This cognitive view of self as a kind of master referencing system for the mental representation of information accords with the mystics' own testimony. "On the knowing and feeling of self hangs the knowing and feeling of all creatures," states the Cloud of Unknowing, a sixth-century Christian contemplative text (Underhill p. 179). It is, of course, the "knowing and feeling of self" that the text urges the contemplative to transcend.


Cognitive science, as we have seen, can suggest a basis for the "higher" knowledge claimed via self-transcendence: The mental representation of self habitually locks the person into conventional ways of perceiving and thinking, and its dissolution opens the way to fresh and creative contact with ideas and objects. What, however, of the second meaning of "higher" noted earlier, namely contact with a metaphysically separate realm? This aspect of self-transcendence stretches the bounds of science since science is classically tied to our spatiotemporal realm. Nevertheless, an increasing number of psychologists argue that a broader view of science that will incorporate subjective experience within its remit is needed, especially because no current scientific procedures are able to disclose the ontology of consciousness. Along such lines, the reality of higher realms may be demonstrable through the kind of hypothesis-testing that is central to all science. Are there any real effects reported by those who follow practices promoting self-transcendence, as taught in the major mystical traditions? If, as most studies suggest, the answer is "yes," then serious consideration needs to be given to the higher sphere that practitioners claim to experience. As William James famously noted, "that which produces effects within another reality must be termed a reality itself" (p. 491).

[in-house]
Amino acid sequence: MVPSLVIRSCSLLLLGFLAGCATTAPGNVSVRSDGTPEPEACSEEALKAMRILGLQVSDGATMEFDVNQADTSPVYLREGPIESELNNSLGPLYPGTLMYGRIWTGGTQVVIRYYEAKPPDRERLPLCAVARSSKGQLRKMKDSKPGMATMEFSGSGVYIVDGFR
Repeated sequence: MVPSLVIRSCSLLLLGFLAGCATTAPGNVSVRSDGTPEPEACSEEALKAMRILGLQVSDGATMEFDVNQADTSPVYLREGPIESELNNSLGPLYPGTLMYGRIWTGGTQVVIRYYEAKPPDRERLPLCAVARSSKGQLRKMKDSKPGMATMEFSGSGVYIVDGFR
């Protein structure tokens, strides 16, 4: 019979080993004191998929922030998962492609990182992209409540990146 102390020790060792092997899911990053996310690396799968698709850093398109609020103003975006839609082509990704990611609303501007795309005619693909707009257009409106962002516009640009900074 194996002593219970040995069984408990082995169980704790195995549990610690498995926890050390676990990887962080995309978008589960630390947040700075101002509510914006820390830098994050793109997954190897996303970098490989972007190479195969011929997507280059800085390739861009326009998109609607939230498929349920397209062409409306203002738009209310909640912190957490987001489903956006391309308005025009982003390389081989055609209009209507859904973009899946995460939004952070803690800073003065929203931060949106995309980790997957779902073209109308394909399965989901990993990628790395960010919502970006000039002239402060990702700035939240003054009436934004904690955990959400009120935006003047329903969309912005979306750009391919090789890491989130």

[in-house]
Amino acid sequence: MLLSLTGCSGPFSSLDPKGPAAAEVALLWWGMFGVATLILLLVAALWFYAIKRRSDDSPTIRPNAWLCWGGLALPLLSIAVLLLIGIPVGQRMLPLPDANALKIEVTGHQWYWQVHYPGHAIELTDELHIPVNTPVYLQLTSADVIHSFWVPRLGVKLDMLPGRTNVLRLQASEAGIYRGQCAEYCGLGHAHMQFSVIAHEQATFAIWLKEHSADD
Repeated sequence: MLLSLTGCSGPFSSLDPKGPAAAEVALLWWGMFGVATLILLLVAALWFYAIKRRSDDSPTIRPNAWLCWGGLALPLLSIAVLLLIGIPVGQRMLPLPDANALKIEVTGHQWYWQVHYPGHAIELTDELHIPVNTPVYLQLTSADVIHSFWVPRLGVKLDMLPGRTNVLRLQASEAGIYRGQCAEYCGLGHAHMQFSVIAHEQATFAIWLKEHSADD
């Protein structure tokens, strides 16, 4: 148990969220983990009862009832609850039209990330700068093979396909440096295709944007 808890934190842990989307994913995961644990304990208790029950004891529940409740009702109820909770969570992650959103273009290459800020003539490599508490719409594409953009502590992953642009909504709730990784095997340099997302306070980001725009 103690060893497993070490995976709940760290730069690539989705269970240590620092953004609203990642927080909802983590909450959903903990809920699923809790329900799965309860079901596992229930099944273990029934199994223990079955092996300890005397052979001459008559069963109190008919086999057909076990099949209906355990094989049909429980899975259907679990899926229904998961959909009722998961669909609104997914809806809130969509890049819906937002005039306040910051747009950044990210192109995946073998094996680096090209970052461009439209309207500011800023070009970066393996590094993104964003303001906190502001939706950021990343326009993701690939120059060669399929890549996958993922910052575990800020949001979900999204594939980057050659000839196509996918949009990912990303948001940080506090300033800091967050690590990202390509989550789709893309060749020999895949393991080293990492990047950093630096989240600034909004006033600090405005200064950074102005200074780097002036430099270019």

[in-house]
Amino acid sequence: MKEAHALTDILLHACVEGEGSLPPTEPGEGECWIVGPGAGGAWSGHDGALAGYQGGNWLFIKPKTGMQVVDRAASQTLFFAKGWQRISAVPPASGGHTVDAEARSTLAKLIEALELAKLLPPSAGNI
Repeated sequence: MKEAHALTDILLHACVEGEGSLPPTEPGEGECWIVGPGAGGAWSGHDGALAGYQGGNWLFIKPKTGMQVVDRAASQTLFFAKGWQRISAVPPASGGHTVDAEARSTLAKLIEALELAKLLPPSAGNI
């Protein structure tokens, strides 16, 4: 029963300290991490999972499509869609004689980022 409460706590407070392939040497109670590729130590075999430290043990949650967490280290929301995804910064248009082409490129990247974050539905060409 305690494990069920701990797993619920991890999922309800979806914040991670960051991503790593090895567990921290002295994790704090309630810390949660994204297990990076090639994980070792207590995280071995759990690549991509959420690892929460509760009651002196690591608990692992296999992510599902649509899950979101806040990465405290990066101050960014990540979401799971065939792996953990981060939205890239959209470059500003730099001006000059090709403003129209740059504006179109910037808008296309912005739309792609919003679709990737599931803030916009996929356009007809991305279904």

See also Experience, Religious: Cognitive and Neurophysiological Aspects; Mysticism; Neurosciences; Psychology; Psychology of Religion; Self; Soul


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brian l. lancaster